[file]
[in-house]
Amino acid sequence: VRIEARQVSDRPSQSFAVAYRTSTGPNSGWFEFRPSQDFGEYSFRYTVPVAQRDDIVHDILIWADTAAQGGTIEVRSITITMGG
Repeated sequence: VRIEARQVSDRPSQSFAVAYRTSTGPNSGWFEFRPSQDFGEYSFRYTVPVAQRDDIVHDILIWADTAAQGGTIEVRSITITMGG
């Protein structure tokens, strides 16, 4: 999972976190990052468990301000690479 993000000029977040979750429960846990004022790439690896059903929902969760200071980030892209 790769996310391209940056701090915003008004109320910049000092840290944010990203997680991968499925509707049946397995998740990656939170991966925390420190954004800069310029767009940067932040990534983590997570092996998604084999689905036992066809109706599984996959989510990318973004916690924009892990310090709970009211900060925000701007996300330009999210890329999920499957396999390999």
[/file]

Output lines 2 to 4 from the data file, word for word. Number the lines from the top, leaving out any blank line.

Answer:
Amino acid sequence: VRIEARQVSDRPSQSFAVAYRTSTGPNSGWFEFRPSQDFGEYSFRYTVPVAQRDDIVHDILIWADTAAQGGTIEVRSITITMGG
Repeated sequence: VRIEARQVSDRPSQSFAVAYRTSTGPNSGWFEFRPSQDFGEYSFRYTVPVAQRDDIVHDILIWADTAAQGGTIEVRSITITMGG
């Protein structure tokens, strides 16, 4: 999972976190990052468990301000690479 993000000029977040979750429960846990004022790439690896059903929902969760200071980030892209 790769996310391209940056701090915003008004109320910049000092840290944010990203997680991968499925509707049946397995998740990656939170991966925390420190954004800069310029767009940067932040990534983590997570092996998604084999689905036992066809109706599984996959989510990318973004916690924009892990310090709970009211900060925000701007996300330009999210890329999920499957396999390999």